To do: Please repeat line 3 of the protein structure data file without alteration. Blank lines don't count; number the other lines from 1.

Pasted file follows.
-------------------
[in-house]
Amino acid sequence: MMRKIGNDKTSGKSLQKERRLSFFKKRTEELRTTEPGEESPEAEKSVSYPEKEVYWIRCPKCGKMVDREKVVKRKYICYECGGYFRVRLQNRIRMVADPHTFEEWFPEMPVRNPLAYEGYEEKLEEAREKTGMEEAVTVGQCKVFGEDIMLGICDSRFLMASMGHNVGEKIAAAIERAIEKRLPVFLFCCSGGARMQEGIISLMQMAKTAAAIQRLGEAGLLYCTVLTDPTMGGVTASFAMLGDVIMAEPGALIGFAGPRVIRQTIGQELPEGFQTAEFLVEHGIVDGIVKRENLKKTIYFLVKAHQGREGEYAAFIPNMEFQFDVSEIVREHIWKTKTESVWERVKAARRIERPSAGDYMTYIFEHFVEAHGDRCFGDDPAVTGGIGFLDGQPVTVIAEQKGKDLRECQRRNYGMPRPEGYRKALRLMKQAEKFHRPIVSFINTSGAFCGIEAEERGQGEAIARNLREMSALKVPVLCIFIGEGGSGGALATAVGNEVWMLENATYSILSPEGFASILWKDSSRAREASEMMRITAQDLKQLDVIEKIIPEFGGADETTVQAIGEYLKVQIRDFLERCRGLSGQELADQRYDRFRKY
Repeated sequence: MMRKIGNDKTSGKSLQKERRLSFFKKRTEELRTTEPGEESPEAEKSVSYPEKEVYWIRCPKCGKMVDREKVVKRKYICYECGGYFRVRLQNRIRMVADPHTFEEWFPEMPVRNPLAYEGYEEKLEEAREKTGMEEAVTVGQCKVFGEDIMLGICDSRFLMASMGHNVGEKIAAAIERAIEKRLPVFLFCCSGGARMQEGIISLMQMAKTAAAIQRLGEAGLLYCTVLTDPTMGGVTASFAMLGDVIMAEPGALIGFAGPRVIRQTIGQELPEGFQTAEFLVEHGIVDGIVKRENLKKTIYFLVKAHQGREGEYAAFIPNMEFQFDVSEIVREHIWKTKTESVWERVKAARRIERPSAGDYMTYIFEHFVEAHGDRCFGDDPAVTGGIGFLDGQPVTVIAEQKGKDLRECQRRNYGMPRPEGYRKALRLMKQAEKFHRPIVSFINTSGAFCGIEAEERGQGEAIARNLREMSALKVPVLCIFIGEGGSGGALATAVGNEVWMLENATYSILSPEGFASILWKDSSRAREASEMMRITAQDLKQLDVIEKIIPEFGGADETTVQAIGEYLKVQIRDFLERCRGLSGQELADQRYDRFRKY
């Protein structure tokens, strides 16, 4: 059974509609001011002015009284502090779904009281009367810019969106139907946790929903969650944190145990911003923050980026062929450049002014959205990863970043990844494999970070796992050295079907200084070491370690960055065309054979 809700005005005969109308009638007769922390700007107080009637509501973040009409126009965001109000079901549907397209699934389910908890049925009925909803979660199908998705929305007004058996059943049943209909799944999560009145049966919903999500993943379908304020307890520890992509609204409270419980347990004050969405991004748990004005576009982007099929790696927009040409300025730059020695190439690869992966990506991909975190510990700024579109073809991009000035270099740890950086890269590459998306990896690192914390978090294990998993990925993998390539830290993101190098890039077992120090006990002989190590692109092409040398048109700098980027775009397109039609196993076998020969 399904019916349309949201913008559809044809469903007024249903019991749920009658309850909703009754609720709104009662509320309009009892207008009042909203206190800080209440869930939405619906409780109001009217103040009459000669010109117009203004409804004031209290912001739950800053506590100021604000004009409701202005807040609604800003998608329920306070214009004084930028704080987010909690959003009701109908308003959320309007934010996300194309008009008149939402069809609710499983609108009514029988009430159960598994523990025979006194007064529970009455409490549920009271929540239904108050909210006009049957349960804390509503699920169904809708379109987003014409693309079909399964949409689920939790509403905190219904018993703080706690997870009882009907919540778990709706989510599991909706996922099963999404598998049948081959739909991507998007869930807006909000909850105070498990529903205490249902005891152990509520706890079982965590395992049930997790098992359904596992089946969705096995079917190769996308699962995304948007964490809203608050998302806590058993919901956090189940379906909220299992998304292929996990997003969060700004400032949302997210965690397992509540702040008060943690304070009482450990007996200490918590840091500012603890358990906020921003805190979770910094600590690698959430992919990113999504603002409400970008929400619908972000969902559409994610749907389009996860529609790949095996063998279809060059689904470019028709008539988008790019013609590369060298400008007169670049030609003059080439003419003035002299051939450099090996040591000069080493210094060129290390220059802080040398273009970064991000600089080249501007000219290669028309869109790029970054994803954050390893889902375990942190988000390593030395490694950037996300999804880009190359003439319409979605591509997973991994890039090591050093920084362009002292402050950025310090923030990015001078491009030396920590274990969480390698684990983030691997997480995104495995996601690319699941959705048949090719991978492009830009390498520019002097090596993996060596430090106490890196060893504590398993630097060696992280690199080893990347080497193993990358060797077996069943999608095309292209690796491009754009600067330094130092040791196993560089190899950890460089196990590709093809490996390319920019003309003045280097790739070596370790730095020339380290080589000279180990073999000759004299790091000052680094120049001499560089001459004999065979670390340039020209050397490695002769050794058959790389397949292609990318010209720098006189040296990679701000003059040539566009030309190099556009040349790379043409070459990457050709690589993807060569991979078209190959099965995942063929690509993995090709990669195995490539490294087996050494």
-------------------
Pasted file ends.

Repeated sequence: MMRKIGNDKTSGKSLQKERRLSFFKKRTEELRTTEPGEESPEAEKSVSYPEKEVYWIRCPKCGKMVDREKVVKRKYICYECGGYFRVRLQNRIRMVADPHTFEEWFPEMPVRNPLAYEGYEEKLEEAREKTGMEEAVTVGQCKVFGEDIMLGICDSRFLMASMGHNVGEKIAAAIERAIEKRLPVFLFCCSGGARMQEGIISLMQMAKTAAAIQRLGEAGLLYCTVLTDPTMGGVTASFAMLGDVIMAEPGALIGFAGPRVIRQTIGQELPEGFQTAEFLVEHGIVDGIVKRENLKKTIYFLVKAHQGREGEYAAFIPNMEFQFDVSEIVREHIWKTKTESVWERVKAARRIERPSAGDYMTYIFEHFVEAHGDRCFGDDPAVTGGIGFLDGQPVTVIAEQKGKDLRECQRRNYGMPRPEGYRKALRLMKQAEKFHRPIVSFINTSGAFCGIEAEERGQGEAIARNLREMSALKVPVLCIFIGEGGSGGALATAVGNEVWMLENATYSILSPEGFASILWKDSSRAREASEMMRITAQDLKQLDVIEKIIPEFGGADETTVQAIGEYLKVQIRDFLERCRGLSGQELADQRYDRFRKY